Greetings, friends! Truth? I’ve loved so many of the past Top 10 Tuesday memes but I have been unable to come up with 10 items to list for most of them. TODAY I WILL DO IT.
I definitely don’t shy away from tough subjects in books. They are intense, emotionally-stirring, and, when done well, help you to understand the plights of different types of people.
I hope you’ll discover a few new titles in my list today!
Thanks again to Broke and Bookish for supplying this awesome meme! Don’t forget to check in over there too!
Beautiful Music for Ugly Children and The Miseducation of Cameron Post are two beautifully written books that not only deal with gaining acceptance from others, but also finding it for themselves. Beautiful Music was one of my top reads last year; Gabe is a vivacious character who just came out as transgender to his parents. The Miseducation of Cameron Post is about a girl who thinks she caused her parents death because she kissed a girl; her aunt soon sends her to a school to get reformed.
This isn’t something I’ve gone through myself, but I’ve seen it happen to my friends and I’m always interested in how an author will interpret it. I thought Jennifer E. Smith’s The Statistical Probability of Love at First Sight did a nice job of showing how a girl comes to terms with her dad living a brand new life. The newly released Nantucket Blue by Leila Howland depicted a character who avoided the repercussions of divorce in her family until her world blew up all around her. Both very honest accounts.
Nothing fires me up more than a mean person. I know these stories are important to tell because this is happening all over the world to so many people but damn, does it rile me up. Case in point: Camp by Elaine Wolf a great setting filled with some of the most heinous characters I’ve ever come in contact with. (I couldn’t put that one down.) While Eleanor and Park is definite a sweet first romance kind of book, Eleanor goes through a lot at her school and doesn’t know who or where to turn.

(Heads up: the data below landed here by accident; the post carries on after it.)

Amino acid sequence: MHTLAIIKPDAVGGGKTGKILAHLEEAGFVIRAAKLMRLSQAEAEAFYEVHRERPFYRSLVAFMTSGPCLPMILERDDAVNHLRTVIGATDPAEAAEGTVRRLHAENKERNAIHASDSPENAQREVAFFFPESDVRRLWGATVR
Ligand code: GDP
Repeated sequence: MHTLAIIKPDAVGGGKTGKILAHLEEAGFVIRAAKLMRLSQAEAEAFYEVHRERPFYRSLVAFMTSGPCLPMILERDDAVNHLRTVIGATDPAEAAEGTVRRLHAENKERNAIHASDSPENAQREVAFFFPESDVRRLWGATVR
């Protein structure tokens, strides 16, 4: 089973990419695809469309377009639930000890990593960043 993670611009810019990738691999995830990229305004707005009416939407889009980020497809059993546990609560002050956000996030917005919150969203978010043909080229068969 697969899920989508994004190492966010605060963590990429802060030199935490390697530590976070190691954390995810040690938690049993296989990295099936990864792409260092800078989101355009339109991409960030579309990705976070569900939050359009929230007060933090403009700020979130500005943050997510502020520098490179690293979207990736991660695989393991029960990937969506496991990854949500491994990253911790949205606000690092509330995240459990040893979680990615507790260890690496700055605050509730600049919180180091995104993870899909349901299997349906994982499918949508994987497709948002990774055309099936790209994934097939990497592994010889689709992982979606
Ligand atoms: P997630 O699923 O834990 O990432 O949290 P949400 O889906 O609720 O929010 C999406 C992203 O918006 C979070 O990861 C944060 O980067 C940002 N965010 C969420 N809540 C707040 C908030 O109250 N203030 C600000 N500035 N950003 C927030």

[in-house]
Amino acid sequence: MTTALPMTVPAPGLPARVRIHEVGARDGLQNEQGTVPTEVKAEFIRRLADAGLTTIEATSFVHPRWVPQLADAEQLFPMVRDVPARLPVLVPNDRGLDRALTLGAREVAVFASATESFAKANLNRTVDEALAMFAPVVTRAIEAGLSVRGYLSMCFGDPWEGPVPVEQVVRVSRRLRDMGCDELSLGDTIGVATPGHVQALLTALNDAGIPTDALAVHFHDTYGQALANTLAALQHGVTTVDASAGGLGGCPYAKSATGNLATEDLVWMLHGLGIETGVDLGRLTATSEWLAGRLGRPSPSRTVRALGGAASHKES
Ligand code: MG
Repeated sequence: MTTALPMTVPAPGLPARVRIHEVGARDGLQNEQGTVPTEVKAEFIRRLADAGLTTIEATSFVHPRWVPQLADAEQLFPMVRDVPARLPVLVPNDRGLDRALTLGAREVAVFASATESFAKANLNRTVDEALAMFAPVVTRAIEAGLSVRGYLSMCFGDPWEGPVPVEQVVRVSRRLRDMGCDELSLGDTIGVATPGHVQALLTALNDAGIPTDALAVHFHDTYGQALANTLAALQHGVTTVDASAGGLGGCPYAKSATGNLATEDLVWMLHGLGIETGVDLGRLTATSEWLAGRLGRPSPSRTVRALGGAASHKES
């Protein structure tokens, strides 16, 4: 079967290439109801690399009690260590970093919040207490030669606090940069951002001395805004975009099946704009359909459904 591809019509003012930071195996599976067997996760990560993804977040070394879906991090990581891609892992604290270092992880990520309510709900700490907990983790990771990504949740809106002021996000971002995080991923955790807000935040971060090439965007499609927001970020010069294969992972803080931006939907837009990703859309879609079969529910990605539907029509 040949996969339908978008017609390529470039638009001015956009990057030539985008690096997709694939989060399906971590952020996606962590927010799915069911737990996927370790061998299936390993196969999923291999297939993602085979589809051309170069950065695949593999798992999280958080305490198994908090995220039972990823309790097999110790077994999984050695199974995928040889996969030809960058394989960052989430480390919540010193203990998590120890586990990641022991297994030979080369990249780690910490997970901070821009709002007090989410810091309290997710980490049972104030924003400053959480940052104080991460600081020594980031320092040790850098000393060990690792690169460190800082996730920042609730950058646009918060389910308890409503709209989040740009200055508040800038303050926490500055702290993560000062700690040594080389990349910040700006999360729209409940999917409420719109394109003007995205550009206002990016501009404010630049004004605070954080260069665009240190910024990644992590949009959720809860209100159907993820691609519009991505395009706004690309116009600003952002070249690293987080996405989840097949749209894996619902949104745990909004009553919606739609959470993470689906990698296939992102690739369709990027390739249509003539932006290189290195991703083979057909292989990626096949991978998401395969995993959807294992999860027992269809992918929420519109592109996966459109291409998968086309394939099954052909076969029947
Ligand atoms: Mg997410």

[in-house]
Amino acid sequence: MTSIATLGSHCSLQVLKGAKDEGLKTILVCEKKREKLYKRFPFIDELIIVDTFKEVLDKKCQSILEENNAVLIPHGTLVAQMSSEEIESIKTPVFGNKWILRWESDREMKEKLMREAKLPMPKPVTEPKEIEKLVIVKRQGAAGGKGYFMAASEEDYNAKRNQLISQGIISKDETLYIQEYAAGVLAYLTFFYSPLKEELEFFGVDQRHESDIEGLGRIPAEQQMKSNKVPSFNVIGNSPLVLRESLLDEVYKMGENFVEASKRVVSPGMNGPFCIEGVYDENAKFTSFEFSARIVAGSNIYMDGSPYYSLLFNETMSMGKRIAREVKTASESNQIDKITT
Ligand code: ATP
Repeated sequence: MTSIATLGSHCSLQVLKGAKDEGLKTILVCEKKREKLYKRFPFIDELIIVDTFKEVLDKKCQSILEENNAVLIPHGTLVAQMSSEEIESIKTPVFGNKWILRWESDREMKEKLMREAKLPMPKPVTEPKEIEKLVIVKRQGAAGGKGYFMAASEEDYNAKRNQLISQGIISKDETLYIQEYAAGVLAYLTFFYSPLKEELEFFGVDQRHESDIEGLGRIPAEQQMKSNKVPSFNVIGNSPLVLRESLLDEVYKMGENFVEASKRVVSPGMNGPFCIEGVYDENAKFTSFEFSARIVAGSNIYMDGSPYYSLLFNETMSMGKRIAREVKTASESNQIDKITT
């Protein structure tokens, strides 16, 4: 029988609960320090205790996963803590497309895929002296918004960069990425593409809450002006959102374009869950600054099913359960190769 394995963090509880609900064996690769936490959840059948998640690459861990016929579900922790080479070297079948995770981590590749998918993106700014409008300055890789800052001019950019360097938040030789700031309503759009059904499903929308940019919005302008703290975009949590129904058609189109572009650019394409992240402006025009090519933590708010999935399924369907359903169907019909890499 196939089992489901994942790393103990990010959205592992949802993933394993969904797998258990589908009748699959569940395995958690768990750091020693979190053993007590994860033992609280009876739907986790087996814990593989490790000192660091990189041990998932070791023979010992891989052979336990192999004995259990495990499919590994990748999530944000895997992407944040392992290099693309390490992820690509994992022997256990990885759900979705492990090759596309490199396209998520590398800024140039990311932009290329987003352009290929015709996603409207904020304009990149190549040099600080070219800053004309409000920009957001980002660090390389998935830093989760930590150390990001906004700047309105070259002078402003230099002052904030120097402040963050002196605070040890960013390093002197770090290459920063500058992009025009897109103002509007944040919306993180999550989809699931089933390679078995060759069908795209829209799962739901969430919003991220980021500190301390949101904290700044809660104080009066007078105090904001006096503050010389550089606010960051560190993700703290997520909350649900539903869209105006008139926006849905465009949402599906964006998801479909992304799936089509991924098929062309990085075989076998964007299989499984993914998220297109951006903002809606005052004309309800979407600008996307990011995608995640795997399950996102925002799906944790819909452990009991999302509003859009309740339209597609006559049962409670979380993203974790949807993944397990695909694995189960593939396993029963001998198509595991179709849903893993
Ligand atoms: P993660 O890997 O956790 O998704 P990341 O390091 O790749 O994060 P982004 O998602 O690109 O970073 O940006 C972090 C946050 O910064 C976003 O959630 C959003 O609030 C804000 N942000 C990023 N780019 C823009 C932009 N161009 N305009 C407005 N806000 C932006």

4. Helplessness associated with a sick parent
The fears associated with this subject really rock me to the core. Two recent examples in my reading are The Book of Broken Hearts by Sarah Ockler and Sean Griswold’s Head by Lindsay Leavitt; they are completely different books filled with very different circumstances but still the worry, the frustration are very much the same.
5. Murder and consequences
I can’t stop singing the praises of Terra Elan McVoy’s Criminal but here I am again. It’s a story filled with so much “gray” as a character is made a true “partner-in-crime” and must make some tough choices regarding her only friend, the love of her life, and her own future. I haven’t reviewed it here but Truman Capote’s In Cold Blood is one of my favorite books of old time. He wrote a book about a murder of a Kansas Family, interviews the killers and the rest of the town, and does his own full investigation. It’s so very interesting and addicting.
6. The power of technology
This really irks me because hello, we are communicating on the internet right now! I use Twitter and Instagram and checking both of these things (and more) takes up so much of my daily life. I love when use of technology is even more exaggerated in books because it makes me reflect on how much I put out there, and how I just need to unplug sometimes. Do check out: Bumped series by Megan McCafferty and The Julian Game by Adele Griffin.
7. Falling for the “wrong” person
There are many ways you can look at this category. Sometimes it’s a terrible thing, and sometimes it’s the best terrible thing to ever happen to someone. Here are two (non-cheating examples): J.H. Trumble’s Where You Are and Natalie Standiford’s How to Say Goodbye in Robot.
8. Not having control in this great big world
Sometimes there are just bigger things that we cannot stop from handling. A terrorist attack, or a war. Two extremely well-done books, that will forever be highly recommended by me are Love is the Higher Law by David Levithan (9/11) and Endangered by Eliot Schrefer (violence in Africa).
Today I’m thinking in terms of our parents, and realizing that our parents have their own histories and their own feelings and lives. Sometimes uncovering these mysteries is great for us, and other times… not so much. You Have Seven Messages by Stewart Lewis is written so beautifully, about a girl who listens to voicemails left on her deceased mother’s phone and uncovers the truth surrounding her final days. Then there is Dreamland Social Club by Tara Altebrando, an Estelle favorite, who learns about her mother’s childhood when she moves into a house on Coney Island.
10. Following your heart
Big decisions, our decisions may not always have the popular vote but sometimes, we just have to take that leap. It might be a job, a relationship, a friendship; you might have to make some tough decisions or happy ones. Lauren Graham’s Someday, Someday, Maybe made me think of careers and following through on your passions, while Gayle Forman’s Just One Day was about examining friendships, relationships with parents, and even ourselves.
Thanks for stopping in today’s TTT! Can’t wait to hear everyone else’s picks!